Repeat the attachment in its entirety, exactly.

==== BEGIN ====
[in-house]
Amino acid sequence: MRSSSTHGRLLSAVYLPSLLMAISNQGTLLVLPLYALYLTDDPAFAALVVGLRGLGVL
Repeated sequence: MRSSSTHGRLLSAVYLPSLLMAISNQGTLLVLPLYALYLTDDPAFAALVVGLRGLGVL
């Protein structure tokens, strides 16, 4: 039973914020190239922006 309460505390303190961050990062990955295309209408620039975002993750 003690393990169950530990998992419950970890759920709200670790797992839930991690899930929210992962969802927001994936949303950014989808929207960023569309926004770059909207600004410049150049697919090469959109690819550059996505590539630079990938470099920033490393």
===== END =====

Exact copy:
[in-house]
Amino acid sequence: MRSSSTHGRLLSAVYLPSLLMAISNQGTLLVLPLYALYLTDDPAFAALVVGLRGLGVL
Repeated sequence: MRSSSTHGRLLSAVYLPSLLMAISNQGTLLVLPLYALYLTDDPAFAALVVGLRGLGVL
């Protein structure tokens, strides 16, 4: 039973914020190239922006 309460505390303190961050990062990955295309209408620039975002993750 003690393990169950530990998992419950970890759920709200670790797992839930991690899930929210992962969802927001994936949303950014989808929207960023569309926004770059909207600004410049150049697919090469959109690819550059996505590539630079990938470099920033490393």